Increasingly, in today’s digital/information-based economy, a company’s most valuable assets are its intangibles. Intangible assets include trademarks, patents, copyrights, trade secrets, domain names, customer data, social media profiles, and databases of customer loyalty metrics. Because of the portability of intangible assets, it is often the case that a business owner may find that a sale of those assets separate and apart from its tangible assets, working capital, and operating liabilities will generate a more positive outcome for both the buyer and the seller.
Intangible assets comprise the key elements of what informs a company’s brand or corporate identity and are at the heart of a company’s “value proposition.” Since, by their nature, intangible assets provide a strategic market advantage, buyers who are going to place the highest value on intangible brand assets typically are strategic buyers. Strategic buyers often have their own scalable platforms upon which to layer those assets. This is especially the case if the seller is in the same industry or serves, or is seeking to serve, the same or related markets.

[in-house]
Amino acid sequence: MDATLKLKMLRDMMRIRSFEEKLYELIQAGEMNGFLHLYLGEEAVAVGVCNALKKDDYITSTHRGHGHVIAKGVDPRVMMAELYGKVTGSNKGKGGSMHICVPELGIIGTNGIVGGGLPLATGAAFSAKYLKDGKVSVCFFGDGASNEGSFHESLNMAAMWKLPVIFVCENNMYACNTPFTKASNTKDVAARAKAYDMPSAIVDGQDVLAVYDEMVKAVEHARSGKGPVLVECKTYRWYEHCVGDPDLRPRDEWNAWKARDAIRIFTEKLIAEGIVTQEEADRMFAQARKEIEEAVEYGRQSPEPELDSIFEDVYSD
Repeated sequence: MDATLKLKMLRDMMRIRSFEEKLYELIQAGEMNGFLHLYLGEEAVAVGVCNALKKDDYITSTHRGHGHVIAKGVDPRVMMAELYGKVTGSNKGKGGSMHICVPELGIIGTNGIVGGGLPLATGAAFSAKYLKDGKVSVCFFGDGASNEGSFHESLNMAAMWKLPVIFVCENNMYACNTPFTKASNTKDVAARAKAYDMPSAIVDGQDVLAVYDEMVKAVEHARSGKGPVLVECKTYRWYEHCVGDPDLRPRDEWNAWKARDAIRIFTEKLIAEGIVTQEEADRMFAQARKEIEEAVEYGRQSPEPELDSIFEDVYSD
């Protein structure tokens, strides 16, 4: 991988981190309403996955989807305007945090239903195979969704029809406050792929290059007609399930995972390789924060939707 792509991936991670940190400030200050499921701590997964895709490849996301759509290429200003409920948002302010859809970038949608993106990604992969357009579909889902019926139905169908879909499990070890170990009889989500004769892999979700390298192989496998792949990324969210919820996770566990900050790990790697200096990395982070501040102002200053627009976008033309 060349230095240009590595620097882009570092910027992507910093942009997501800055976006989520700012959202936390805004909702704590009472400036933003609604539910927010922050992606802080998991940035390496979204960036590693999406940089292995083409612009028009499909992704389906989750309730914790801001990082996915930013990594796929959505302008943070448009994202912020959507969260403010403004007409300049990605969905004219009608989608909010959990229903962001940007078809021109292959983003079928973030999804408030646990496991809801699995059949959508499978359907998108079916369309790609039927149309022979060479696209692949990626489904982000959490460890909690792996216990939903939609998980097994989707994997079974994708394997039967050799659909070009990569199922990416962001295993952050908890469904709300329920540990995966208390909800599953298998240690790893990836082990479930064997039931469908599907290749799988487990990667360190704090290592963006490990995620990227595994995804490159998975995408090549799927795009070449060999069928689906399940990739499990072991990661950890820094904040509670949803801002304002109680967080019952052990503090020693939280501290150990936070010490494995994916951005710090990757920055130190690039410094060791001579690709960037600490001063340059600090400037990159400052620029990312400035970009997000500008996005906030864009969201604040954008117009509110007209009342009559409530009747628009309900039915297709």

In situations where the likely buyers of a business are strategic buyers, it may be the case that few, if any of the operating assets of the seller, provide meaningful value to the buyer. Indeed, the operating assets can often be impediments to a transaction with a strategic buyer if they are assets with attached liabilities such as real estate, employee or union claims, or regulatory compliance obligations. In this circumstance a sale of the intangibles accomplishes the buyer’s goal of acquiring the seller’s advantageous attributes while leaving the seller to manage the liquidation of its tangible assets and liabilities.
While most buyers of intangibles have strategic motivations, there is also a market among financial buyers.” These financial buyers of intangibles do not use the intangibles they buy to support an operating business that makes or sells anything. Rather, the business they engage in consists of creating and managing license agreements with different licensees and protecting and enforcing their rights to the intangible assets. These non-operating investors are most often (but not exclusively) interested in acquiring registered intangibles such as trademarks, patents, and copyrights, that have strategic value to multiple entities and around which they can build a portfolio of income producing intangible assets. Financial buyers of this sort are almost never interested in acquiring operating assets, working capital and related liabilities.